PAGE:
Yoga Therapy sessions, classes and Teacher Training focus on needs of individual
You’ve heard the cliche, “No pain. No gain.” But that’s one expression you won’t hear out of yoga therapist Andrea Sacchetti. Yoga therapy uses the techniques of yoga to restore or maintain an optimal state of health and vitality, with a focus on the individual needs of the client or student.
When you participate in a yoga therapy session or take a class with Sacchetti, you’ll learn how to select and modify poses, breathing practices, and even diet and lifestyle. “Yoga is intended to accept and accommodate each person exactly where they are at that moment,” says Sacchetti. “Everyone can do yoga, but yoga is not ‘one size fits all.’ For example, some students may benefit with a heated practice, while others may potentially be harmed by it. There is both an art and science to the guidance.”
Sacchetti, who teaches both yoga students and yoga teachers, is planning her next Therapeutic Yoga Teacher Training to begin Saturday, September 26, in Skillman.
Sacchetti’s students report that Yoga Therapy helps them in many ways, including lowering blood pressure, increasing mobility, addressing osteoporosis, and handling stress with greater calmness and confidence.
Individuals aren’t the only ones who find value in the practice. Today many doctors, nurses, and physical therapists see yoga therapy as a complement to their protocols. “I’ve seen a huge difference in the medical community’s acceptance of Yoga Therapy since I began teaching in 2005,” Sacchetti says.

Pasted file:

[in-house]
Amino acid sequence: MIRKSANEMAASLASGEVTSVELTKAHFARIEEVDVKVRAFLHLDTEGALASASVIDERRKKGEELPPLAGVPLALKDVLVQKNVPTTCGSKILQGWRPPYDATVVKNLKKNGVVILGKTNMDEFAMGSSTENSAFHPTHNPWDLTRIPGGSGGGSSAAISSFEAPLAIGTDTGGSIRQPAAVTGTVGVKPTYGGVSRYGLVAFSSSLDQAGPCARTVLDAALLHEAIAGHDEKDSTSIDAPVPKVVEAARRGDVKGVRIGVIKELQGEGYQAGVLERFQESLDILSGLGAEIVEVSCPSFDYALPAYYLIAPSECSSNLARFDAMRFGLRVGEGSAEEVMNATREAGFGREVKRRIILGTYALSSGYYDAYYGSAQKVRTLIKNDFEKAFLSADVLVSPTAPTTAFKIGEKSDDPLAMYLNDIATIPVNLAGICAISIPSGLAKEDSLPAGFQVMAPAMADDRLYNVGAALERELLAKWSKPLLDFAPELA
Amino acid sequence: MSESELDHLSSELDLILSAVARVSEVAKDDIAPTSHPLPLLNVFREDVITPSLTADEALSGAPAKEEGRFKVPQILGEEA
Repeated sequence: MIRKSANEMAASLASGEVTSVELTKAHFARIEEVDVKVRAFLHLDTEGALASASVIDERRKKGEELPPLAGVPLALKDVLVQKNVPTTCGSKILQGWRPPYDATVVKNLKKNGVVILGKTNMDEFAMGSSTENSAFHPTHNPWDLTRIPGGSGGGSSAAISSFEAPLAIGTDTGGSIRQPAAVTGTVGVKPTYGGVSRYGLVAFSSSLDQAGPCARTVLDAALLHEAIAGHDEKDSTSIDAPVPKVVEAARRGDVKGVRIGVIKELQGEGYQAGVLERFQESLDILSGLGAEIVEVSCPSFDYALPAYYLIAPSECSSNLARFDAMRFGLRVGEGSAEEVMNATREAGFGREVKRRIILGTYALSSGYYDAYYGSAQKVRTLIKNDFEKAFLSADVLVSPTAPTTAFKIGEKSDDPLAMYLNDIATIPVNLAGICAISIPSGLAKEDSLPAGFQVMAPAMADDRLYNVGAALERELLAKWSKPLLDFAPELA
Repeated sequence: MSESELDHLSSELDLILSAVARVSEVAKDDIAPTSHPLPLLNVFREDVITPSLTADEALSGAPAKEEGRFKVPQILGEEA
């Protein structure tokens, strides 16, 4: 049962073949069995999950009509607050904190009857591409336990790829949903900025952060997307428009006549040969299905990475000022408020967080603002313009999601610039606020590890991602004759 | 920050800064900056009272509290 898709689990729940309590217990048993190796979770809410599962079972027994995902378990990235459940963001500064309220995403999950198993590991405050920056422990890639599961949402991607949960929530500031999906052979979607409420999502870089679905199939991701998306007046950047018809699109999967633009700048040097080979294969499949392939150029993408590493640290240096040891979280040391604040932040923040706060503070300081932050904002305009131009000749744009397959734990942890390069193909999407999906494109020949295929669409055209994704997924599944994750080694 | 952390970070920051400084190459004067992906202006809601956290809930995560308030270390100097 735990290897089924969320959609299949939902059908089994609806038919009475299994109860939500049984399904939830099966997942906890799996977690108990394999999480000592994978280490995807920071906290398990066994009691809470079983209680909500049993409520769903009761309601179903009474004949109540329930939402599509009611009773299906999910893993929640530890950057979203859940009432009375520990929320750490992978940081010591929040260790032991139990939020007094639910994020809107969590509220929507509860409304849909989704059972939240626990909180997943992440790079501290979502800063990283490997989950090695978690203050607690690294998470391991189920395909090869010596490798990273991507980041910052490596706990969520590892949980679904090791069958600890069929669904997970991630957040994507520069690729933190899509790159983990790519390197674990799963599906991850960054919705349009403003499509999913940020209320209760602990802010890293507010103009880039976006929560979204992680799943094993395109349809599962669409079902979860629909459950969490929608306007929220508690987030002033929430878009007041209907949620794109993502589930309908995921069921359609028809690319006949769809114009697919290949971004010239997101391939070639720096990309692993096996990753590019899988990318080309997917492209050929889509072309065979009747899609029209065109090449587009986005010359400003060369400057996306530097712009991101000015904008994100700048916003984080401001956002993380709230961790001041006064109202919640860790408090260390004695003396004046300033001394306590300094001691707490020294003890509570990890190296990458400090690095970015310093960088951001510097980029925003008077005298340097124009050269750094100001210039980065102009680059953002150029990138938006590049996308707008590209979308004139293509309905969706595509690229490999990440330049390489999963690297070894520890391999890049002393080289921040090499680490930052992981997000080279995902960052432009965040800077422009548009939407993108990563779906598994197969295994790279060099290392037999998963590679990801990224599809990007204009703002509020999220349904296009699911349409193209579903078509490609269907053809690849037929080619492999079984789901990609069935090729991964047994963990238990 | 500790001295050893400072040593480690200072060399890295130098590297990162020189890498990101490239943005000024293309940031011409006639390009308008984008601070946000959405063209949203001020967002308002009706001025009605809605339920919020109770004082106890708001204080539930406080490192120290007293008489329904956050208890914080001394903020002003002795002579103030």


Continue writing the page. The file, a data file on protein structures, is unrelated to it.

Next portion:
“Physicians often come to yoga because they know someone whose physical or emotional ailment has been helped by an informed yoga practice. Others come because they have read about current research findings and want to have a first-hand experience,” Sacchetti says. “We are fortunate to live in a golden age in which both the amazing capabilities of modern medicine and the time-tested wisdom of eastern traditions (including yoga) are available to us.”
Sacchetti received her 500 hour level certification in Comprehensive Yoga Therapy training by the YogaLife Institute (accredited by the International Association of Yoga Therapists). She has teaching credentials in Spanda Yoga and Vinyasa Krama, has studied the fundamentals of Ayurveda, and has taken numerous shorter trainings in yoga as a complementary therapy for specific ailments. She earned a B.A. in religion at Duke University. She expresses gratitude for the many wonderful teachers she has had.
Her work experience includes stress management, cancer wellness programs, bone density management, trauma recovery, a yogic approach to rheumatoid arthritis, yoga for teens in the New Jersey juvenile justice system, and more.
“Therapeutic yoga has been my passion for a decade,” says Sacchetti. “I love sharing the healing possibilities it offers to people, and I love sharing this knowledge with teachers and health care providers.”
Sacchetti’s upcoming classes in Princeton and Skillman include:
Gentle Yoga and Extra-Gentle Yoga; Radical Healing Study Group; Gentle Yoga and Healing Meditation through the Breast Cancer Resource Center; and Therapeutic Yoga Teacher Training. For details, contact Sacchetti at firstname.lastname@example.org.
No pain, no gain? Maybe it’s time to adopt a new cliche: No pain. You gain.
Princeton Yoga Therapy, http://princetonyogatherapy.com. 609-891-6060. email@example.com.